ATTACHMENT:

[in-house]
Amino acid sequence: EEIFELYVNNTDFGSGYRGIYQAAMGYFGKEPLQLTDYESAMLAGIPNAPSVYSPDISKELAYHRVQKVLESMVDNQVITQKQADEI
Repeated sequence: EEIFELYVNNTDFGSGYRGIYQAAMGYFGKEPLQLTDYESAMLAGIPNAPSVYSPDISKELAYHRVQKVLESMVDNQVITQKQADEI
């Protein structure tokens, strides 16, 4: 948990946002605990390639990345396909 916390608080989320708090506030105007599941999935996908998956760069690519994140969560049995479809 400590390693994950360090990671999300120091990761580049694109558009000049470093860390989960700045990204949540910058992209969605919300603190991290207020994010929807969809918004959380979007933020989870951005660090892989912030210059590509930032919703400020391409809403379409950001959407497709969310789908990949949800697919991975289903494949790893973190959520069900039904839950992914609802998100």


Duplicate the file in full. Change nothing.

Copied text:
[in-house]
Amino acid sequence: EEIFELYVNNTDFGSGYRGIYQAAMGYFGKEPLQLTDYESAMLAGIPNAPSVYSPDISKELAYHRVQKVLESMVDNQVITQKQADEI
Repeated sequence: EEIFELYVNNTDFGSGYRGIYQAAMGYFGKEPLQLTDYESAMLAGIPNAPSVYSPDISKELAYHRVQKVLESMVDNQVITQKQADEI
């Protein structure tokens, strides 16, 4: 948990946002605990390639990345396909 916390608080989320708090506030105007599941999935996908998956760069690519994140969560049995479809 400590390693994950360090990671999300120091990761580049694109558009000049470093860390989960700045990204949540910058992209969605919300603190991290207020994010929807969809918004959380979007933020989870951005660090892989912030210059590509930032919703400020391409809403379409950001959407497709969310789908990949949800697919991975289903494949790893973190959520069900039904839950992914609802998100």